The end is here and its name is on demand movies. Forget the days when movies lingered for months in theaters. That’s already getting rarer. And it’s about to go extinct with a plan by the big four, WB, Fox, Universal and Sony to give DirectTV streaming rights on new releases 60 days later. The theaters are threatening boycotts, but how do you boycott the major studios and still have movies to show.
The development was inevitable. Movies are now expected to make most of their money in 2 or 3 weeks. Few movies stick around longer than 6 weeks and by then they’re making pocket money. A few million if they’re lucky. A few hundred thou if they’re not. The formula is a big opening weekend and then everyone goes home. Oscar worthy pics may get a boost later on, but that’s the rare exception. Indies stick around but the big studios aren’t big on the indie business now.
Theater owners are seeing red. Major investments in 3D and digital in partnership with studios were supposed to keep them all fat and happy. But the business model is bad.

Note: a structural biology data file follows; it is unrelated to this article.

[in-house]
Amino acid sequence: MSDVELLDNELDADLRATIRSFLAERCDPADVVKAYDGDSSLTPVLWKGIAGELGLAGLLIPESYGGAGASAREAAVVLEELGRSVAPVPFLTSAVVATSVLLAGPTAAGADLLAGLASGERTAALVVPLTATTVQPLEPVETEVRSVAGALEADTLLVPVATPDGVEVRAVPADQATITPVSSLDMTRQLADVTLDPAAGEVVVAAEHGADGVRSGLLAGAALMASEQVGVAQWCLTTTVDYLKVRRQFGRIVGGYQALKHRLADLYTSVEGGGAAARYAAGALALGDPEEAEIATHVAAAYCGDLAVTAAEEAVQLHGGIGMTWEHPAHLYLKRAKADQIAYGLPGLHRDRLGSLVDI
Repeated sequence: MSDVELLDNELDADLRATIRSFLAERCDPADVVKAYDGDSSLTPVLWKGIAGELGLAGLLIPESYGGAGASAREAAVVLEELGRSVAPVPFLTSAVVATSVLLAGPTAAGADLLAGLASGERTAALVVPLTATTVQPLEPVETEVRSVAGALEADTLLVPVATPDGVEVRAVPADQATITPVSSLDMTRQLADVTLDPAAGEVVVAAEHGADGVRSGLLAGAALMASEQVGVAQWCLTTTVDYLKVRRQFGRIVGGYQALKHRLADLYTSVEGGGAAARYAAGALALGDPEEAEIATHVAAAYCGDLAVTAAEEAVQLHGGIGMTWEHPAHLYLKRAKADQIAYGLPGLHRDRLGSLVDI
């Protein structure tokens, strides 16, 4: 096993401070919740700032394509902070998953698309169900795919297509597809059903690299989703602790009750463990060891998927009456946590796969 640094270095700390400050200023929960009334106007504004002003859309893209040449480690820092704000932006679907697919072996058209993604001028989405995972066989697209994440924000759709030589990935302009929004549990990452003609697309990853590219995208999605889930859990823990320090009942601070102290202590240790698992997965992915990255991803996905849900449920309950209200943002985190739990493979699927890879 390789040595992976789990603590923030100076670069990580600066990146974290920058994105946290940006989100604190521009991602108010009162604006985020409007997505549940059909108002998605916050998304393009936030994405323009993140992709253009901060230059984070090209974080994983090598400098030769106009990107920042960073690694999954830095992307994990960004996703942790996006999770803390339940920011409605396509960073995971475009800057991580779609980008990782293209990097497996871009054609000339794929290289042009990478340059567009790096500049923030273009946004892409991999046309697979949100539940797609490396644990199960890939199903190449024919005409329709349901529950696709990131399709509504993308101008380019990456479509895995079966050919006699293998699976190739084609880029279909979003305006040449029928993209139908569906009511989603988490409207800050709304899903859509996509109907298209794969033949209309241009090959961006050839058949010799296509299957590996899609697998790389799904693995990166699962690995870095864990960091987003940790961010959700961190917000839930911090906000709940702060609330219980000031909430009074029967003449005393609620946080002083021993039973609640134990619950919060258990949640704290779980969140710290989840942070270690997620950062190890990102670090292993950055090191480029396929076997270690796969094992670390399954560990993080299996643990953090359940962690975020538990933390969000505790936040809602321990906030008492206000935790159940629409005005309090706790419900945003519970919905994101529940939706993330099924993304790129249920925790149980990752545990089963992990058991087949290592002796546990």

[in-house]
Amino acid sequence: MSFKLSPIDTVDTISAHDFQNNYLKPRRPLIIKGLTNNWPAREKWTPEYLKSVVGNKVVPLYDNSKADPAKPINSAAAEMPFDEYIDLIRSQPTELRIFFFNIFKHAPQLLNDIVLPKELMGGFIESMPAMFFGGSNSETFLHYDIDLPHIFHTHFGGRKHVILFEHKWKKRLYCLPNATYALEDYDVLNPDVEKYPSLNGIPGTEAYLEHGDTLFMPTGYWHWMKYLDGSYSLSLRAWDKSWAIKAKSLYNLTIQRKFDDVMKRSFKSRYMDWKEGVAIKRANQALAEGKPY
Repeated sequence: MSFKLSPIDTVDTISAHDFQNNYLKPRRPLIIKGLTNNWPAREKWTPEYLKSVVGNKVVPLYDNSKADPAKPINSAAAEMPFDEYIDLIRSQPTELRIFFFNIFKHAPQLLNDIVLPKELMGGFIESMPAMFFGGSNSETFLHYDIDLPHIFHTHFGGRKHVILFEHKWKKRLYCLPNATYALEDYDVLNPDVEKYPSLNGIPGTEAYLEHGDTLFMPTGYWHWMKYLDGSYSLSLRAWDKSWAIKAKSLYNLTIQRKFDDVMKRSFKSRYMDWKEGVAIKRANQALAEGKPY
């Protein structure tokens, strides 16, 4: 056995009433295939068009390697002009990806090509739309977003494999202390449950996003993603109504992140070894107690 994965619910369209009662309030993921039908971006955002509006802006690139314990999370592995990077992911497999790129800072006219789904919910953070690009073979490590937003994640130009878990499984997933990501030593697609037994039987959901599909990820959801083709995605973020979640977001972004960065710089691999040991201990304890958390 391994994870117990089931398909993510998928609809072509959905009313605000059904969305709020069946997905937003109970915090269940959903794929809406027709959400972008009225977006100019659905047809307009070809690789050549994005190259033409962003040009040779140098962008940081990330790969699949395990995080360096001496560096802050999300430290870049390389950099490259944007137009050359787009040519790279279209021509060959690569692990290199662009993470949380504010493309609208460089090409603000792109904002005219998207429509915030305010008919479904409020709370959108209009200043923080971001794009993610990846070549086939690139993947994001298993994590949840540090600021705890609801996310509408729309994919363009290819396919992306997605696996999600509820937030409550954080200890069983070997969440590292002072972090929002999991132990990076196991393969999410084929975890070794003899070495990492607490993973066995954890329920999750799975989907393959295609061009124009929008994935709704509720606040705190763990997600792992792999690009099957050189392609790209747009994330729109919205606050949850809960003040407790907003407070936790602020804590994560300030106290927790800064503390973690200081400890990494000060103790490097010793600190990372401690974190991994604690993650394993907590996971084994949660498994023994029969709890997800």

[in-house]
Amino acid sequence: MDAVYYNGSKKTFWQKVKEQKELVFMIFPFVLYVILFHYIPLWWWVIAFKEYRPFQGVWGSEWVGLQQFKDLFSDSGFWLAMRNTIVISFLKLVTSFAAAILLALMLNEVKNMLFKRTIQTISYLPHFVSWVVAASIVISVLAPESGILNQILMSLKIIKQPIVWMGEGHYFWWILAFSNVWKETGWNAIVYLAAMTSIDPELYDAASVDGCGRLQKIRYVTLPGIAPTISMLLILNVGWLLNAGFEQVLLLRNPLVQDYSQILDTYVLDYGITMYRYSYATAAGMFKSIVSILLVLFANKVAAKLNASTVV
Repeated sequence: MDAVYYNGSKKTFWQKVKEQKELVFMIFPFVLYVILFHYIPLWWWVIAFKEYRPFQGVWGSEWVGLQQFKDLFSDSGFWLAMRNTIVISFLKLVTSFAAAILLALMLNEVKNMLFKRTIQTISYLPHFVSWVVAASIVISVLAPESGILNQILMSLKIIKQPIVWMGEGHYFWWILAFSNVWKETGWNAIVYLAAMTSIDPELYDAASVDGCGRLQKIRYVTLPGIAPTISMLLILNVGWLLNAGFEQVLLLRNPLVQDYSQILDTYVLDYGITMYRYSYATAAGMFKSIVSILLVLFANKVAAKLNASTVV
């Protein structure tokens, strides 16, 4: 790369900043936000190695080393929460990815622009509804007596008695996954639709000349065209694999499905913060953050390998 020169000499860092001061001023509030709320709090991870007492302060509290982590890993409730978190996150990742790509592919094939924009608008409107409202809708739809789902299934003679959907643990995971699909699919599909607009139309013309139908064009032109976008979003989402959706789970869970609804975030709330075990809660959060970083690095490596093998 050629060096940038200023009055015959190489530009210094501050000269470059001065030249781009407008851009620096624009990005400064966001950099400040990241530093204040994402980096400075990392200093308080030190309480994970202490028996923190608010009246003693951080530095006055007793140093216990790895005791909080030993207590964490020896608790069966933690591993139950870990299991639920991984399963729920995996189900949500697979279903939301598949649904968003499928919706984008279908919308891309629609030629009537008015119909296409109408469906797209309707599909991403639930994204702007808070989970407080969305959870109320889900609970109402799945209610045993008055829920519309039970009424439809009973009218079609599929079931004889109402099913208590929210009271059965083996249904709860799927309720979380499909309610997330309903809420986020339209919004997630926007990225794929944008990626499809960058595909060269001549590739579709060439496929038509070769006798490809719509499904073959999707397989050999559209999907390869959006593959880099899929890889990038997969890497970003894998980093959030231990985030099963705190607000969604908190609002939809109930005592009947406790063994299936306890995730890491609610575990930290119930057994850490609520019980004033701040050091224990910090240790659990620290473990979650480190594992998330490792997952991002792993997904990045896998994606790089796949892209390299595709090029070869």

Theaters and studios both complain they’re losing money. Even with studios covering promotion costs and theaters taking home a big percentage of the box office, theaters are not on solid ground. And studios are starting to look at theaters as one venue among many. It’s not a smart move when little divides them from just making video that can be streamed anywhere, but maybe it is.
TV licensing has always been big business, but that’s a fading business. Direct TV’s model promises a new era, or the death of the old one. With DVD sales in the toilet thanks to the big HD-DVD/Blu-Ray battle and the rise of internet content delivery, they’ve got to try something. The dwindling release window is leading to cannibalization. And that is going to force theaters away from the movie and toward more experimentation with premium concert and sports content.